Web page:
You’ll not often find me talking about device drivers with passion, but printers are likely consuming significant IT resources supporting and managing printing. As a result, there are substantial changes to how print drivers will be distributed and supported with Windows 10 and Windows 11 devices. The main reason I wrote this article is to stress the importance of the upcoming changes and how they impact customers as everyone will be affected at some time.
Currently, we’ve been getting used to the following scenarios when connecting a printer to a Windows PC:
- The printer is automatically detected and is ready for use.
- The printer is undetected, prompting users to find and install the necessary drivers manually.
As a result, many manufacturers have been encouraged to provide drivers using Windows Update to facilitate the automatic detection of drivers. That, however, is changing with changes to print driver architecture and the distribution of printer-specific software.
Having a good printer is one thing, but having good drivers is another, and sometimes doesn’t go hand in hand. Through further standardization of the printing process, Microsoft hopes to simplify printer management while improving reliability. Let’s look at Microsoft’s recent announcement and what it means for organizations.
Microsoft’s New Announcement Highlights
Several changes will be rolled out to Windows devices and cloud management of printer drivers to advance the Windows print driver architecture.
- Legacy v3 and v4 printer drivers are being phased out.
- Microsoft is phasing out printer driver servicing through Windows Update. Manufacturers might be unable to distribute their drivers via this platform in 2025.
- Microsoft is encouraging manufacturers to adopt a standardized printer driver for connectivity. For additional functionalities, manufacturers should rely on Print Support Apps. These apps, built on the Universal Windows Platform (UWP), are available on the Microsoft Store and can auto-install when a compatible printer is detected.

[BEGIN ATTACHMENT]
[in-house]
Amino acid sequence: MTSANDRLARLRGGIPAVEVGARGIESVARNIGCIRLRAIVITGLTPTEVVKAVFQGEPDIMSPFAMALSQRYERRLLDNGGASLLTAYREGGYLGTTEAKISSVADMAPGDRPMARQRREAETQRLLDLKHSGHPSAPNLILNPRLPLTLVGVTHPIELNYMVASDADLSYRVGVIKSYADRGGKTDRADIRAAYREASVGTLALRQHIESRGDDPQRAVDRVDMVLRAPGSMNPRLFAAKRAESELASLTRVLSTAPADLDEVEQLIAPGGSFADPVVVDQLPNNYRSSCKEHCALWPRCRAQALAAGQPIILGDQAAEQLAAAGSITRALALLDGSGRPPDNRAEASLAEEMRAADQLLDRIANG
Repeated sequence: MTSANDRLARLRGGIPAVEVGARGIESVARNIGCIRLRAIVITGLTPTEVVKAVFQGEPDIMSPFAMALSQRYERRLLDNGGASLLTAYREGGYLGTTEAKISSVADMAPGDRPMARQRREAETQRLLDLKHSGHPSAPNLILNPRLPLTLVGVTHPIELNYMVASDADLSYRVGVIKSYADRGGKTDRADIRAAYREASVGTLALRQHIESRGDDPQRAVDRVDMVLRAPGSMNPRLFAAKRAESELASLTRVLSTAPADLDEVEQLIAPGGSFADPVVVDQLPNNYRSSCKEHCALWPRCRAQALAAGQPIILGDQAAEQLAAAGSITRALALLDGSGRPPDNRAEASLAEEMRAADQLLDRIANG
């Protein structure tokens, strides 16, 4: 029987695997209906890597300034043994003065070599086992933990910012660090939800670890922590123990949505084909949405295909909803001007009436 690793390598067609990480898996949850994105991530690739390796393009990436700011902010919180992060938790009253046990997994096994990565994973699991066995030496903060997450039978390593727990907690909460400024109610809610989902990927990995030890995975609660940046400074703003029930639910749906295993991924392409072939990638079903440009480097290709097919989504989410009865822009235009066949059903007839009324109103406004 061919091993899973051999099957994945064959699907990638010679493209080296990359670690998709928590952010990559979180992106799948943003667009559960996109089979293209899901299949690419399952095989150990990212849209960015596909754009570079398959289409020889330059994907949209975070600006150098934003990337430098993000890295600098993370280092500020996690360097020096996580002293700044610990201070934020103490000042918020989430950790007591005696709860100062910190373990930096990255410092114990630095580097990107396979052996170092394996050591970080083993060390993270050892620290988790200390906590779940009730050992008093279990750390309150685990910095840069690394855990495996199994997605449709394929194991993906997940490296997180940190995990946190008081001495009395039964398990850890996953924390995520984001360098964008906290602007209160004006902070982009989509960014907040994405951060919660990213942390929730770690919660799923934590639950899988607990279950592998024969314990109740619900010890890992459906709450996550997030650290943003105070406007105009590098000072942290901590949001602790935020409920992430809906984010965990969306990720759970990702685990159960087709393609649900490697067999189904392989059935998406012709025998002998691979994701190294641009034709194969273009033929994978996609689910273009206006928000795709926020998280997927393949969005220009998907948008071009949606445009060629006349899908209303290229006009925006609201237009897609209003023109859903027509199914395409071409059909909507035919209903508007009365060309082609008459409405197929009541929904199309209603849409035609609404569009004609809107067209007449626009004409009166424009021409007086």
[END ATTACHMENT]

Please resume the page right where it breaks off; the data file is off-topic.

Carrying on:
- The new default is Microsoft IPP Class Driver. This driver offers built-in support for printers compliant with Mopria standards, covering network and USB and Bluetooth connections.
This new device driver uses a modern application format (UWP) to deliver the print support app, which provides the user with the interface to create their print job while letting the operating system handle the job’s rendering and sending the data to the printer. The IPP Class Driver uses the Internet Printing Protocol, allowing the printer to be on virtually any network connection, including USB and Bluetooth.
Even though I assume there will be many print support applications from printer vendors, the architecture does not require a printer manufacturer to make a PSA for their device. So much of the printing process is standardized in this architecture that installing printer-specific software may not be necessary.
What are v3 and v4 Print Drivers?
- v3 Drivers: The Version 3 model is the traditional driver model introduced in Windows 2000 and used in subsequent versions of Windows until the v4 model was introduced.
- v4 Drivers: The Version 4 driver model was introduced in Windows 8 and is optimized for simplicity and performance, mainly for the Windows Store app environment.
- Design Philosophy: